October

I
 
It’s odd to have a separate month. It
escapes the year, it is not only cold, it is warm
and loving like a death grip on a willing knee. The
Indians have a name for it, they call it:
“Summer!” The tepees shake in the blast like roosters
at dawn. Everything is special to them,
the colorful ones.
 
 
II
 
Somehow the housewife does not seem gentle.
Is she angry because her husband likes October?
Is it snow bleeds softly from her shoes?
The nest eggs have captured her,
but April rises from her bed.
 
 
III
 
“The beggars are upon us!” cried Chester.
 
Three strangers appeared at the door, demanding ribbons.
 
The October wind . . . nests
 
 
IV
 
Why do I think October is beautiful?
It is not, is not beautiful.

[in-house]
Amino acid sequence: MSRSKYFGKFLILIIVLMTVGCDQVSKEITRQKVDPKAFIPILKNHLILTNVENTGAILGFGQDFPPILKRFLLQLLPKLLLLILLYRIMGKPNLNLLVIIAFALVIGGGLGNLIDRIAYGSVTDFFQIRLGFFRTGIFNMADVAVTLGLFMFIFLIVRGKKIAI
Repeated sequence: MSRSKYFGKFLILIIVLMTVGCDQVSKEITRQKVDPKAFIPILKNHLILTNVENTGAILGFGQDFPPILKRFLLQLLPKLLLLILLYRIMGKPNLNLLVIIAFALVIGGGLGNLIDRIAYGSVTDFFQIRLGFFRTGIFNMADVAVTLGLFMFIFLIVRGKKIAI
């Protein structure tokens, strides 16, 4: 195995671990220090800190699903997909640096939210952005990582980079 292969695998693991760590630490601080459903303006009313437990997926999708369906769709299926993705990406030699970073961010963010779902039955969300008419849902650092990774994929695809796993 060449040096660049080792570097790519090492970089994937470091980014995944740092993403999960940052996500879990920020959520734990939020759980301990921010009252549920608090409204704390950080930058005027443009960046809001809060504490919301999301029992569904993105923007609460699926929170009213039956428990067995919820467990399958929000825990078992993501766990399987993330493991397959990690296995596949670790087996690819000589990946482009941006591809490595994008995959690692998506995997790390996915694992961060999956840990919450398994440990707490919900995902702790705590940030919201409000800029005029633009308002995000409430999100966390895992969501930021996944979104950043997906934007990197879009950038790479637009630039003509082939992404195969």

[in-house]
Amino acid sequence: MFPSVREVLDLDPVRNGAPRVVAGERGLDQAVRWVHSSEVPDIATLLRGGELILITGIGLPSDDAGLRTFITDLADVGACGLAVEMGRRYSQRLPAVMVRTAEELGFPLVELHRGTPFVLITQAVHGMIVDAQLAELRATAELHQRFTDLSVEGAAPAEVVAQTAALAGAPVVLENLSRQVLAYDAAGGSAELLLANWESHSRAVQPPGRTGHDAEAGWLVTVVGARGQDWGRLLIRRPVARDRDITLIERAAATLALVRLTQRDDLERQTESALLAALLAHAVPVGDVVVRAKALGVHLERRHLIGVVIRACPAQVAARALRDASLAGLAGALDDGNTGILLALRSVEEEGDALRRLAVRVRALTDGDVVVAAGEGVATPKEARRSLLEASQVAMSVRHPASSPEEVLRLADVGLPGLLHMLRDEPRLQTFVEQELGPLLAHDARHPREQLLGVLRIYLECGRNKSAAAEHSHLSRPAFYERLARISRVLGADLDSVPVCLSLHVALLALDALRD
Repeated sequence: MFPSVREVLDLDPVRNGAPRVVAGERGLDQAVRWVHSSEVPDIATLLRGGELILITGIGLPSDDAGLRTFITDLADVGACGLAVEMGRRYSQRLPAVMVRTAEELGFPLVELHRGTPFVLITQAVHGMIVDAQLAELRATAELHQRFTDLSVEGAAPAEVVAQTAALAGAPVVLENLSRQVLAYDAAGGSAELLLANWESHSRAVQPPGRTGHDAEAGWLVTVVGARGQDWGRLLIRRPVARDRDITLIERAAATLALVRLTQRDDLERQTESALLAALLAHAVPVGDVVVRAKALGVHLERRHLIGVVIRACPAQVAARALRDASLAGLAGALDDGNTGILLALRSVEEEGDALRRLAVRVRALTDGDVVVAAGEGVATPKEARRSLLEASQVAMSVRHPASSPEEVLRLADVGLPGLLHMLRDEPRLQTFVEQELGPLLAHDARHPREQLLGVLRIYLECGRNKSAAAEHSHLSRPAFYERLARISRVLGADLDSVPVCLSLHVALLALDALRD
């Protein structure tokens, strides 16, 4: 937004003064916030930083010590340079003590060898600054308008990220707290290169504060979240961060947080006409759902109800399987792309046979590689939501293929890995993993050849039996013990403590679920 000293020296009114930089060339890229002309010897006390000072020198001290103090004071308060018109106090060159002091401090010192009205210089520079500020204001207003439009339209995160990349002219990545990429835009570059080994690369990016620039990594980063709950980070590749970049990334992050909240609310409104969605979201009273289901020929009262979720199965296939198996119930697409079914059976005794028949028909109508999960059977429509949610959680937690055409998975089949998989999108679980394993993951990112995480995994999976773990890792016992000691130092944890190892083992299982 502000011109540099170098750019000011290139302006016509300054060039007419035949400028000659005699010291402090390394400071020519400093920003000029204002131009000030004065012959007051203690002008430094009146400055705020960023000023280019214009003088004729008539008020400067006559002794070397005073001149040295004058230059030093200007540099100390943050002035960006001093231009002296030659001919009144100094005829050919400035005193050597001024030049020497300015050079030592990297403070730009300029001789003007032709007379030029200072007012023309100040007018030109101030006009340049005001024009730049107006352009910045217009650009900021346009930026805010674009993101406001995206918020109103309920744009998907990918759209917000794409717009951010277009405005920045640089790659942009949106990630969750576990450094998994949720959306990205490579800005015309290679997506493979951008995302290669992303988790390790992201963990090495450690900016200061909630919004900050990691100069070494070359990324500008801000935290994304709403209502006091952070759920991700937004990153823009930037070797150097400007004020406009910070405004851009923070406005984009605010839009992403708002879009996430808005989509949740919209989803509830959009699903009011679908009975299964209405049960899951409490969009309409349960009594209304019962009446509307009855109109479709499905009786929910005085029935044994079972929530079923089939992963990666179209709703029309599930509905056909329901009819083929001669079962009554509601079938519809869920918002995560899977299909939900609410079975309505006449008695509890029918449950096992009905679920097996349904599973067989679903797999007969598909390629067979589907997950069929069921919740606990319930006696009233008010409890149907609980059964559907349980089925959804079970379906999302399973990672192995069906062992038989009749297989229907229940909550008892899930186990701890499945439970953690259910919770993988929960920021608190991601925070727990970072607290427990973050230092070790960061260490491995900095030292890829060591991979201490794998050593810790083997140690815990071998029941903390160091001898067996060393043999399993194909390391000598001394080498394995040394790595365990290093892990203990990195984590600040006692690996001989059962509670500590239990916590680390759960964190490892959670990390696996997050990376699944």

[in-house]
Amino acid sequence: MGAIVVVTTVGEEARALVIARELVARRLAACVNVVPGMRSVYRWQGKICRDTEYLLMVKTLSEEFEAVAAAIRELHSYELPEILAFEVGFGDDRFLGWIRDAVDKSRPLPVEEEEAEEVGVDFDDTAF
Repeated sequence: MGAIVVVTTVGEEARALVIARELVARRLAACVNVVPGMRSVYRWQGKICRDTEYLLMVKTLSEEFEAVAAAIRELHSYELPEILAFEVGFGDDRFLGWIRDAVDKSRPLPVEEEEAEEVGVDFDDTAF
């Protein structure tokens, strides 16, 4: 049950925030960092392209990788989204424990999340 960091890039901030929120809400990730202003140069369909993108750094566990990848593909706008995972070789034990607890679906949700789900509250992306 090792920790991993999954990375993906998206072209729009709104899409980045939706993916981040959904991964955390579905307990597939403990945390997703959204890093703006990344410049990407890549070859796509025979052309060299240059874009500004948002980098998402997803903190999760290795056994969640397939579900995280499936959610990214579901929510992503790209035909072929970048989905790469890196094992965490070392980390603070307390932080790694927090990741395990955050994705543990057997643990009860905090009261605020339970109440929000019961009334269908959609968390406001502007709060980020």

But then
what is there to hold one’s interest
between the various drifts of a day’s
work, but to search out the differences
                                          the window and grate—
but it is not, is not
beautiful.
 
 
V
 
I think your face is beautiful, the way it is
close to my face, and I think you are the real
October with your transparence and the stone
of your words as they pass, as I do not hear them.
 


Bill Berkson, "October" from Portrait and Dream: New and Selected Poems. Copyright © 2009 by Bill Berkson.  Reprinted by permission of Coffee House Press.
Source: Portrait and Dream: New and Selected Poems (Coffee House Press, 2009)
More Poems by Bill Berkson